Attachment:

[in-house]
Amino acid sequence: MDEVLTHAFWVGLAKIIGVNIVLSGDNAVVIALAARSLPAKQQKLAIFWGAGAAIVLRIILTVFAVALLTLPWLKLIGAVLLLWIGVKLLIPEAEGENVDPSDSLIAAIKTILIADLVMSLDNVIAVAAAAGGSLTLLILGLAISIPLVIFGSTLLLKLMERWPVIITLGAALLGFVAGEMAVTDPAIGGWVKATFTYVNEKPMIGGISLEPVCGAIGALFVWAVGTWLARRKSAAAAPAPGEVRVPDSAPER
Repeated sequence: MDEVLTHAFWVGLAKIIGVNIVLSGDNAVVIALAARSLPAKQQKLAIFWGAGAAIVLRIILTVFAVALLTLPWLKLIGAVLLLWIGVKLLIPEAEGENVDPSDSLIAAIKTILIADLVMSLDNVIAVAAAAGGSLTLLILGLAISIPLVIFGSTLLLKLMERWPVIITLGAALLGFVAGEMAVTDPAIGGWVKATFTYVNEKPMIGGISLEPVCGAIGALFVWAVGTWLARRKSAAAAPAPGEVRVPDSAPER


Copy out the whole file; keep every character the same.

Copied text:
[in-house]
Amino acid sequence: MDEVLTHAFWVGLAKIIGVNIVLSGDNAVVIALAARSLPAKQQKLAIFWGAGAAIVLRIILTVFAVALLTLPWLKLIGAVLLLWIGVKLLIPEAEGENVDPSDSLIAAIKTILIADLVMSLDNVIAVAAAAGGSLTLLILGLAISIPLVIFGSTLLLKLMERWPVIITLGAALLGFVAGEMAVTDPAIGGWVKATFTYVNEKPMIGGISLEPVCGAIGALFVWAVGTWLARRKSAAAAPAPGEVRVPDSAPER
Repeated sequence: MDEVLTHAFWVGLAKIIGVNIVLSGDNAVVIALAARSLPAKQQKLAIFWGAGAAIVLRIILTVFAVALLTLPWLKLIGAVLLLWIGVKLLIPEAEGENVDPSDSLIAAIKTILIADLVMSLDNVIAVAAAAGGSLTLLILGLAISIPLVIFGSTLLLKLMERWPVIITLGAALLGFVAGEMAVTDPAIGGWVKATFTYVNEKPMIGGISLEPVCGAIGALFVWAVGTWLARRKSAAAAPAPGEVRVPDSAPER